In a groundbreaking discovery that could pave the way for more advanced computer models of the brain, scientists have found that the density of neurons in the brain adheres to a fundamental mathematical function. This intriguing revelation, confirmed across various mammals, provides a statistical perspective that could illuminate the relationship between neuron densities and brain connectivity, according to Aitor Morales-Gregorio, a study co-author and researcher at the German scientific institute Forschungszentrum Jülich.
Despite previous attempts to understand what regulates the density of neurons in the brain, it has remained a largely unexplored area, with limited information available on the variation of nerve cell density within cortical regions. This new study, led by Morales-Gregorio and his colleague Alexander van Meegen, a postdoctoral researcher at Harvard University, combined data from several mammals and unveiled a common pattern of neuron distribution described by a lognormal distribution. This implies that while most regions have average neuron densities, a few areas possess a significantly higher density, potentially indicating crucial deviations from the norm.
Brain Neuron Density Decoded: A Lognormal Distribution Across Mammals
A groundbreaking finding reveals that the density of neurons in the brain, across a diverse range of mammals, is governed by a basic mathematical function. This discovery, led by researchers Aitor Morales-Gregorio from Forschungszentrum Jülich and Alexander van Meegen, a postdoctoral researcher at Harvard University, holds potential for future advancements in building more accurate computer models of the brain.
Discovering the Pattern
In an attempt to build brain models, the team found a lack of understanding about what determines the density of neurons in the brain. Previous research mostly compared densities from different species or from some cortex layers, providing little insight into how nerve cell density might fluctuate within cortical regions.
Analyzing previously collected data from various mammals including mice, marmosets, macaques, humans, galagos, owl monkeys and baboons, the researchers discovered a common pattern. Regardless of the species, the neuron density within different cortical regions followed a lognormal distribution.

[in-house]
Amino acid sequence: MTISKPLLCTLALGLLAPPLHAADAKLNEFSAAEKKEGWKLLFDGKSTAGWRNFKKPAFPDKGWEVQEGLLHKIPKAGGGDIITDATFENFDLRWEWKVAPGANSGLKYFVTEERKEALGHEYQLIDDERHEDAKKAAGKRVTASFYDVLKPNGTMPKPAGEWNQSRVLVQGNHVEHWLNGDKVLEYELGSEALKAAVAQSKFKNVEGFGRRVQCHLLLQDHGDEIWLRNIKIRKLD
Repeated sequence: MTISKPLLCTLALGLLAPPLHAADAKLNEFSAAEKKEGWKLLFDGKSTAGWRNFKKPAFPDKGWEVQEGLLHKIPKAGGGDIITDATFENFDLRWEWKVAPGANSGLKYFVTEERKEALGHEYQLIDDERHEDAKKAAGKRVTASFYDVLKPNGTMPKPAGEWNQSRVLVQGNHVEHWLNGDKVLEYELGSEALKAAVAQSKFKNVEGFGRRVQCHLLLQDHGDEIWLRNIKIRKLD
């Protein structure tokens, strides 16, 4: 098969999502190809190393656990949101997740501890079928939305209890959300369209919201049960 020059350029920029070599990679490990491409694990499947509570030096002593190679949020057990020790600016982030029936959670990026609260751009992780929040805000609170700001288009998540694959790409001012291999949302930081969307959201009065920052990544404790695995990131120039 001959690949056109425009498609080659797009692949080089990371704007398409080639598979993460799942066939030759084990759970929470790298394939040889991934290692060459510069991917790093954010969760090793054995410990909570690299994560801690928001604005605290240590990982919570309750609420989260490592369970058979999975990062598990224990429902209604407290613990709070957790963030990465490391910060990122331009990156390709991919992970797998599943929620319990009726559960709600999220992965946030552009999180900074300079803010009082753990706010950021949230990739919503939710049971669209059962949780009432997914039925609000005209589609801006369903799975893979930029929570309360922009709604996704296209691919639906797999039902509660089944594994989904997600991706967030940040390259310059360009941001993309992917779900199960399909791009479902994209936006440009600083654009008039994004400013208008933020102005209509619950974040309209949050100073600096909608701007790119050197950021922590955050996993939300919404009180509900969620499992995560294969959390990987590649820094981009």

The Significance of Lognormal Distribution
Plotting a lognormal distribution on a graph results in a skew to one side, tapering off to a long tail on the right. According to van Meegen, this indicates that while many regions have average neuron densities, some regions demonstrate significantly higher density. These higher density regions, although rare, hold significance as they represent important deviations from the norm.
Van Meegen explains that focusing solely on the mean number of neurons might overlook these differences. The long-tailed distribution suggests that even minor changes to extreme outliers in density could substantially impact brain connectivity or function.
Origin of the Lognormal Distribution
The team also explored why this pattern was consistent across such varied mammals. They found that the lognormal distribution arises naturally from the way neurons are created, by cell division in a somewhat unpredictable environment, without the need for any regulatory processes.
Morales-Gregorio suggests that the origin of this pattern could be linked to how the brain develops, "by cells splitting over and over with a little bit of noise, possibly from internal variability or changes in the environment." He adds, "This probably explains why it’s everywhere."
The researchers are now focusing on how this distribution pattern influences neuron communication and whether disruptions in the pattern could lead to neurological issues.
This discovery of a universal pattern in neuron density across various mammals is a significant stride in neuroscience. It provides a fresh perspective on understanding brain connectivity and function, which could lead to advancements in creating more accurate computer models of the brain. Furthermore, the research promises to shed light on the potential link between disruptions in neuron density distribution and neurological problems.